It's something else I've never understood: what is electricity, anyway? I was always told it had something to do with loosely affiliated electrons moving around, but it's not quite like totally free electrons scooting along a pipe. As I understand it, electrons very rarely behave in ways that are analogous to the ballistic movement of large particles, and when they do it's generally in a vacuum (as in a cathode ray tube--the "rays" are projectile electrons), not in a solid material like the copper in an electrical wire.
To start with, we look at electrons in their most characteristic state, all staid and settled down in orbit around a positively charged atomic nucleus. I guess there are, on average, about the same number of electrons in the world as protons, and most of them have found a nice girl and moved to the suburbs with a 9-to-5 job. Electrons in a fully completed atomic shell or "band" don't produce an electric current; if they're "moving" in some sense, it's not the same sense as a movement along an identifiable path that we call an electric "current."
The outer shell of electrons around an atom is called the "valence band," and is associated with the kind of chemical reactions that we learned about in school: +2-valence atoms like to pair up with -2-valence atoms, and so on, until together they've achieved a stable, full valence band that conducts no current. But if a bit of energy shoots into a full valence band and juices up a particular electron enough to bounce it out so that it's still nearby, but not quite nailed down any more, we call its new hovering location a "conduction band." It's out there cruising around trying out new musical acts, starting up new tech ventures, and looking for girls, and it's capable of conducting electricity if circumstances are such as to line it up with a lot of other similarly bored, disaffected electrons.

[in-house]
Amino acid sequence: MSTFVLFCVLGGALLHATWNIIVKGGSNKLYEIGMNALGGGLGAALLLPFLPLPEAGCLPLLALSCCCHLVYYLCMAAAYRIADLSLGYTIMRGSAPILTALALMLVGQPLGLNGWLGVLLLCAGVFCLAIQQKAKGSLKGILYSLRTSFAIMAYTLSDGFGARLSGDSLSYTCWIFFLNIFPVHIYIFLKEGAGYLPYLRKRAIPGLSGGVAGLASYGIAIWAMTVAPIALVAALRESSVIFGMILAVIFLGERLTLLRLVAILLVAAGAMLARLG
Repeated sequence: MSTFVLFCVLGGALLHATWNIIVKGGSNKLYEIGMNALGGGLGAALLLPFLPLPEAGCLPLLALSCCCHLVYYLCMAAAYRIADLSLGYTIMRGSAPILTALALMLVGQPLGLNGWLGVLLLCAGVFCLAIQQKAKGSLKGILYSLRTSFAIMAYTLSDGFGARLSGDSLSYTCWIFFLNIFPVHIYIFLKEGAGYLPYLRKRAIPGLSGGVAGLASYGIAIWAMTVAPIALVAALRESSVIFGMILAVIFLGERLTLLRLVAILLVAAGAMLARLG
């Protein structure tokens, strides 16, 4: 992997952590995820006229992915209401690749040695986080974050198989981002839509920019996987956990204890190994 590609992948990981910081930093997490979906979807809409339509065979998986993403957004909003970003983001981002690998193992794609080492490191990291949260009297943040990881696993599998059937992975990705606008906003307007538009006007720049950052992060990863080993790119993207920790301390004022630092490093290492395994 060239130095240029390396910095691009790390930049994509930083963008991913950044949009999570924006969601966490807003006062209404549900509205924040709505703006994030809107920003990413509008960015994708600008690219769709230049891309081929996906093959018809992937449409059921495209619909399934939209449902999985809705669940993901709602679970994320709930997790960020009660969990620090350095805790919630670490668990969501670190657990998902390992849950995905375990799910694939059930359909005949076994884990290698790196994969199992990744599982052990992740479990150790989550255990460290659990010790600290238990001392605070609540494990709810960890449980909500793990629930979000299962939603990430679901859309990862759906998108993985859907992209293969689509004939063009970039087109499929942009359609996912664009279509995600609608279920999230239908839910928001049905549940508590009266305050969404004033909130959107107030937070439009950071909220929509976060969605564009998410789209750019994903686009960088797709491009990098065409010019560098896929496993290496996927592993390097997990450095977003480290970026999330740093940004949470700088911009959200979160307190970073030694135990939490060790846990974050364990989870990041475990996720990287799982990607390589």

The difficulty in bridging the gap between a stodgy suburban valence band and an exciting urban conduction band is called the "band gap" for that particular material. In good conductors like metals, the two bands may overlap, so there is no identifiable band gap; in that case a high percentage of electrons may wander around like ronin. In good insulators, the band gap is hopelessly huge; hardly anyone escapes the gray flannel suit. In certain very small or very pure samples of materials, however, there is a nice, clear band gap, fairly small but of slightly variable size, which can be affected by clever things we do to it. "Tuning" the band-gap produces little nano- or quantum-objects with various useful properties. Quantum dots, for instance, drink in all flavors of light, then spit out a single color consistently, depending on how hard the dot is squeezed into a smaller and smaller space, and therefore how big the band-gap is and what wave-length of light will be "fit" in it. More traditionally, a transistor has a characteristic band gap that controls what kind of current is needed to overcome its electrical "gate."